It's still an iPhone and Android world, but at Mobile World Congress in Barcelona next Monday, expect Microsoft's Windows and Windows Phone platforms to show some intriguing signs of life.
There won't be a lot of huge phone and tablet announcements at the show, and Microsoft's own presence will be dialed back compared to previous years. Nonetheless, we might see some interesting new developments--especially if key rumors pan out.
Here's a breakdown of all the speculation and concrete details concerning Windows 8/RT and Windows Phone hardware heading into next week's event.
What little we know for sure
Of course, most hardware manufacturers won't talk about their plans for MWC ahead of time. Trust us--we asked. Huawei, HTC, and Asus declined to comment, while Nokia replied with a schedule of its speaking arrangements. Samsung didn't even respond to our queries.
The big official news ahead of the show is that AMD will demonstrate a new Turbo Dock technology for future Windows 8 hybrids. Unlike existing keyboard and trackpad docks--which merely add battery life to whatever devices they're connected to--Turbo Dock can crank up CPU and GPU performance by up to 40 percent, and it also provides an option for extra storage. It's unclear, however, if PC makers will announce any actual products with this technology at MWC.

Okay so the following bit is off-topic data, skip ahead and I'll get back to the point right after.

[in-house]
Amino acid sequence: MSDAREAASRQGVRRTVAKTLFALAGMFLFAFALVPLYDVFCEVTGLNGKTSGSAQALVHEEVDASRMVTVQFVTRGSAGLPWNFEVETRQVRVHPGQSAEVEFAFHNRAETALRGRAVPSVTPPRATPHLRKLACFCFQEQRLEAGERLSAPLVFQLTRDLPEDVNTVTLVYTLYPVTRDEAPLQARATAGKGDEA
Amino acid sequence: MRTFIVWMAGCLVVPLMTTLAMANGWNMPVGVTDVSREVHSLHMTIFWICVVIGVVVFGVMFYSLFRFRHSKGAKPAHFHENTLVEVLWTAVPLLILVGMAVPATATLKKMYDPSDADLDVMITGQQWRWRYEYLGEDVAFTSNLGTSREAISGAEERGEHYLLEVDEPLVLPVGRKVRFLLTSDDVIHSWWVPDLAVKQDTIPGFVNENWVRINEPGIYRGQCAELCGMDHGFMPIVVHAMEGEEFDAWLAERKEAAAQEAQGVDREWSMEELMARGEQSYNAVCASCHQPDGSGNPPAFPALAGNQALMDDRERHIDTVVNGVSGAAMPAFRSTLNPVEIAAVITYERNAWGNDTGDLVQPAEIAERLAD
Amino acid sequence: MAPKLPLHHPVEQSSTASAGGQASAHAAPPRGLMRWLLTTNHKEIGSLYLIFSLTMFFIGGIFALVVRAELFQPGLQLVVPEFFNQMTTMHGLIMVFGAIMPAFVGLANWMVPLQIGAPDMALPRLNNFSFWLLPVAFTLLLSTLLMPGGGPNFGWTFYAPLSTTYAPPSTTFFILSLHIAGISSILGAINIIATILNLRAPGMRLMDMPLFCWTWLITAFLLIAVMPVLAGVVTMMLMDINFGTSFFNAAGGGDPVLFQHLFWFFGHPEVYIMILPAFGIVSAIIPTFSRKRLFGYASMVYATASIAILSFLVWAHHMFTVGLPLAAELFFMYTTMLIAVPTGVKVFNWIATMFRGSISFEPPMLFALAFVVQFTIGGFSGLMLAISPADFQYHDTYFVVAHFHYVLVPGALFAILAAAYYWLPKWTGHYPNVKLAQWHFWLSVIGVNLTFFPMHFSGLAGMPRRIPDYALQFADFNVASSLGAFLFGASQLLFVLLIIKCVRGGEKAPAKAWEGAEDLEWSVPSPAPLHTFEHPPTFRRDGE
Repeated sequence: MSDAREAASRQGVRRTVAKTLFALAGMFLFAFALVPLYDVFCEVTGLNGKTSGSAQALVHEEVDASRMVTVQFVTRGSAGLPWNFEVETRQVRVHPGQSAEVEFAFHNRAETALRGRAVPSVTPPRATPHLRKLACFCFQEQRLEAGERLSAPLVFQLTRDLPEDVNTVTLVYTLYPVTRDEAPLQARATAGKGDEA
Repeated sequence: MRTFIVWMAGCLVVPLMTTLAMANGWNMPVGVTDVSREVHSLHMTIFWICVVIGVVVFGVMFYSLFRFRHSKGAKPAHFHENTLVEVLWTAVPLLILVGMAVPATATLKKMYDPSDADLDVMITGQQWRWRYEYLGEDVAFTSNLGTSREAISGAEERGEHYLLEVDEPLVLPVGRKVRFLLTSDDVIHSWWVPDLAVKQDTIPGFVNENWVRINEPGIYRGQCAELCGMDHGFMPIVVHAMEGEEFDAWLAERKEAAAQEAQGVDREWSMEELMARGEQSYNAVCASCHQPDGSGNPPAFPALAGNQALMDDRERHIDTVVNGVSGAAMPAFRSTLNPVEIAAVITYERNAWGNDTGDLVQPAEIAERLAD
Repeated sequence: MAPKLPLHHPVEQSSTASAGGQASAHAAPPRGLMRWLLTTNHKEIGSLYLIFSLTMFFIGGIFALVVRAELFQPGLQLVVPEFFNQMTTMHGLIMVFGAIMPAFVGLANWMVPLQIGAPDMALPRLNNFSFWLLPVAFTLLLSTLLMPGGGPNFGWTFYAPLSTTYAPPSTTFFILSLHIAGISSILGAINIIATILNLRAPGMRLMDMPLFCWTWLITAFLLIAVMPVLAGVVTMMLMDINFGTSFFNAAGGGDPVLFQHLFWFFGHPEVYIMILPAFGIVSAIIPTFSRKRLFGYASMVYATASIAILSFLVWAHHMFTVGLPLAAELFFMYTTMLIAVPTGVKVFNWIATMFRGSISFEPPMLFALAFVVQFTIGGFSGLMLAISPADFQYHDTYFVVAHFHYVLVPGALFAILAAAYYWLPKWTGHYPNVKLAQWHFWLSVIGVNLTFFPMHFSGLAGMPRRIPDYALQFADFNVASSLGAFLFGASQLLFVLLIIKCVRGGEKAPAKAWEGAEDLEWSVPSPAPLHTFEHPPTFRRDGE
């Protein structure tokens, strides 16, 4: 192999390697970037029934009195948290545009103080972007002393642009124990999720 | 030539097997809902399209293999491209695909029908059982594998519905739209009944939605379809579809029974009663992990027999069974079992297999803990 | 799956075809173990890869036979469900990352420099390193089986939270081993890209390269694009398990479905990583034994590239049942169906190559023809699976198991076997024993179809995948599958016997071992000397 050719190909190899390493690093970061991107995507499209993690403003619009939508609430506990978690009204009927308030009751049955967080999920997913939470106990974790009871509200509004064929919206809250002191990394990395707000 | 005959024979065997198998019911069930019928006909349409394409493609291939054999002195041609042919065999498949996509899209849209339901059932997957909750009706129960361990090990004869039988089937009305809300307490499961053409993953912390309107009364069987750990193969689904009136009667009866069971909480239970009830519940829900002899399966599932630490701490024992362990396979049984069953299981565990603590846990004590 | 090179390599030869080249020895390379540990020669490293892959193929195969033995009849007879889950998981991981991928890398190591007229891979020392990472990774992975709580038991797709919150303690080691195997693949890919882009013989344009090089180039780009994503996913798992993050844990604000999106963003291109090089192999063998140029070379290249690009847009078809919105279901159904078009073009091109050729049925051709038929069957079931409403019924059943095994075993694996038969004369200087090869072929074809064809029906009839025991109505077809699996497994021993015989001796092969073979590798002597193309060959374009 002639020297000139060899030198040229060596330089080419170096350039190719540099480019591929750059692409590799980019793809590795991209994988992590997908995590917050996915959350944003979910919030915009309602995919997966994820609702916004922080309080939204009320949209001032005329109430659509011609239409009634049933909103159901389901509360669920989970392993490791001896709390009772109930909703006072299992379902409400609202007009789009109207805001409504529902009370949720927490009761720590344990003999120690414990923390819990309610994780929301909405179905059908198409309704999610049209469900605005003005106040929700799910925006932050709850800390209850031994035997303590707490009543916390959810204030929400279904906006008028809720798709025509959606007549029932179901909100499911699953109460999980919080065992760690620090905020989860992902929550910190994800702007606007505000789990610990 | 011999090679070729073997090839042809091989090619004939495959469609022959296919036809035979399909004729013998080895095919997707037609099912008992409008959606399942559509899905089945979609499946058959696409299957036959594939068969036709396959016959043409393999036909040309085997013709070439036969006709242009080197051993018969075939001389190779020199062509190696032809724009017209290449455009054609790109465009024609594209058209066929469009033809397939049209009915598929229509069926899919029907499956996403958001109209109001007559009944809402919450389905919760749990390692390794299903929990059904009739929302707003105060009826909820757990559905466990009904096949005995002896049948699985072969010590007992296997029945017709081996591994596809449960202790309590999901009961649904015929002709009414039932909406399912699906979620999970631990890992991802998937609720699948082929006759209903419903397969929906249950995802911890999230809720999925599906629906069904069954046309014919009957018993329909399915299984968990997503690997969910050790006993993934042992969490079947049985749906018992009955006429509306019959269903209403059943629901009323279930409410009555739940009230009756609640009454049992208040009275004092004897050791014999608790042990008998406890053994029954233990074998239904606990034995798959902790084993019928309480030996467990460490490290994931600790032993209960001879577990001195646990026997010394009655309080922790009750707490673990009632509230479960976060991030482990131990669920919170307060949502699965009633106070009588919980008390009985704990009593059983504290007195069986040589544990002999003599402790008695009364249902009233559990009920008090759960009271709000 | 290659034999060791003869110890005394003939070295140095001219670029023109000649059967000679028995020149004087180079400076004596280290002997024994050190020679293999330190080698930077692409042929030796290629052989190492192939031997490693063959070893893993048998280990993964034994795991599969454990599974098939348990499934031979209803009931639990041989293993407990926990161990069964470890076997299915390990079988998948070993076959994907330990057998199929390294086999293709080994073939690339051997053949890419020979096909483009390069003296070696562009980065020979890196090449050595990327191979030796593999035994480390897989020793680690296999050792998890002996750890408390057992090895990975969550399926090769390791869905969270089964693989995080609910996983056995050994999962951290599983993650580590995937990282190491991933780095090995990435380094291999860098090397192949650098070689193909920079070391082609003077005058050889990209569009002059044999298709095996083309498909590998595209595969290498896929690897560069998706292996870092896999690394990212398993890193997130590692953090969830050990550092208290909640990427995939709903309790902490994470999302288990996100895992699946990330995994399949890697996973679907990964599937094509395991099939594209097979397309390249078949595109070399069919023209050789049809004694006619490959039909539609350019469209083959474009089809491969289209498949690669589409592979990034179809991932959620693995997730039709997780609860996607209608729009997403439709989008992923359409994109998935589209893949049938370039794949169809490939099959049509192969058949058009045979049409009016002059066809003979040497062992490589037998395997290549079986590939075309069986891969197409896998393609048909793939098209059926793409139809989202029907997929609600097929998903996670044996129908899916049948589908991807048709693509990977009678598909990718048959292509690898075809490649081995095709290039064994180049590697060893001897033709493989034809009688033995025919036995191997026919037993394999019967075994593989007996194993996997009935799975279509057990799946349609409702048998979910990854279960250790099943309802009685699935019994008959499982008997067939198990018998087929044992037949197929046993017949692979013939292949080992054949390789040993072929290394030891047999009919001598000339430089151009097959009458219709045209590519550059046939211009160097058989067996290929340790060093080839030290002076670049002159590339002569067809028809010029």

We also know that LG will show off a Windows 8 hybrid called the Tab-Book, which includes a keyboard that slides out from behind its multitouch screen. Still, LG has held off on most of the details, saying only that the hardware boasts an Intel Core i5 processor and an IPS display. The Tab Book launches this week in Korea, but there's no word on additional availability.
Rumors and speculation abound
The rumor mill is where things get interesting. In the run-up to MWC, we've seen reports of a Nokia Windows Phone with true PureView camera technology and a Nokia tablet running Windows RT. There's also been talk of a 7.7 mm-thin Windows Phone from Huawei called the Ascend W2. It's rumored to pack a 4.5-inch display and a sizeable 2,800 mAh battery, and we could see a 6.1-inch Huawei Windows Phone phablet as well.
Just don't expect all those rumors to pan out. Strategy Analytics performed "extensive channel checks" this week, and believes that Nokia will hold off on announcing a Windows RT tablet. Neil Mawston, Strategy Analytics' executive director of global wireless practice, thinks the company is better off solidifying its position in smartphones first.
"It's a question of timing, I think," Mawston said in an interview. "Nokia doesn't want to move into tablets too soon, especially if you look back at the Nokia netbook that it launched three years ago. That sank without a trace and sold very small volumes, so any move into the computing market for Nokia will not be taken lightly."
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